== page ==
bill  would expunge  these  violations  from publicly  accessible                                                               
websites.     Additionally,  he   asked  whether  the   bill  was                                                               
MR.  NASTASI said  nothing  in the  bill  would directly  address                                                               
private companies with existing databases.                                                                                      
2:10:39 PM                                                                                                                    
REPRESENTATIVE  CARPENTER  asked   whether,  from  an  employer's                                                               
perspective,  there  was a  compelling  public  interest to  know                                                               
whether  a prospective  candidate followed  the law.   He  opined                                                               
that  a minor  marijuana  charge, much  like  a speeding  ticket,                                                               
represented a violation of the law.                                                                                             
MR. NASTASI  emphasized that marijuana  possession was  legal and                                                               
no  longer considered  a criminal  offense.   He argued  that the                                                               
collateral consequences of having  a criminal record released for                                                               
minor marijuana convictions did more harm than good.                                                                            
REPRESENTATIVE CARPENTER pointed out that  he had been elected to                                                               
public office  despite the  speeding tickets on  his record.   He                                                               
opined that nothing  was stopping someone with  a prior marijuana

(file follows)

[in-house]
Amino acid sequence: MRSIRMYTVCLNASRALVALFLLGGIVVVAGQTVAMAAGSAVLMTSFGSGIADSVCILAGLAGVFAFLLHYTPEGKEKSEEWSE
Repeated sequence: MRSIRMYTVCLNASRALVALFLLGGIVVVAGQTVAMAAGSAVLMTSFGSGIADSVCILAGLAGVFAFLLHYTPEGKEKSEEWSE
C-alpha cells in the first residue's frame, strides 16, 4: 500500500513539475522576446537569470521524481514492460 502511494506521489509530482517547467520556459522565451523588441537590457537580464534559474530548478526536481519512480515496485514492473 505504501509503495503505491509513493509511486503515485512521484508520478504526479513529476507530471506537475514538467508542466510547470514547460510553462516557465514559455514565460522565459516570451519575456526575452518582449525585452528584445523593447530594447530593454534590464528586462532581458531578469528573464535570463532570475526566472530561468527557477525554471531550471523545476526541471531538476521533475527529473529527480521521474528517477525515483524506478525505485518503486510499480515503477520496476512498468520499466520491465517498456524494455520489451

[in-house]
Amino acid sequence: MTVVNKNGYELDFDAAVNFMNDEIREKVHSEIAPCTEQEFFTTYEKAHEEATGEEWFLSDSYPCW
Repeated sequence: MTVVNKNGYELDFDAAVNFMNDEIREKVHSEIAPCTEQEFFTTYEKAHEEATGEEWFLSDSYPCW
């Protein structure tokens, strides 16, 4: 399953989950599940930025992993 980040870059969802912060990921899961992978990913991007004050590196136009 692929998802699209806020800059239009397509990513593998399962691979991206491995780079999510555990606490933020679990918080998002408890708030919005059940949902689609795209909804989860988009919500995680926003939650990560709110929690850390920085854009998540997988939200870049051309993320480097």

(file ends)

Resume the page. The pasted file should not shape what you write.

possession  charge from  gaining  employment  or seeking  elected                                                               
office.  He  argued that employers should have the  right to know                                                               
whether an applicant was capable of violating the law.                                                                          
2:15:10 PM                                                                                                                    
REPRESENTATIVE  GROH drew  a broad  distinction between  speeding                                                               
tickets and criminal  offenses.  He requested  real life examples                                                               
of  the hardships  faced by  individuals  convicted of  low-level                                                               
marijuana charges.                                                                                                              
MR. WRIGHT  said he spoke  with many  individuals on his  path to                                                               
Juneau who had low level  marijuana convictions, which prohibited                                                               
them from gaining employment.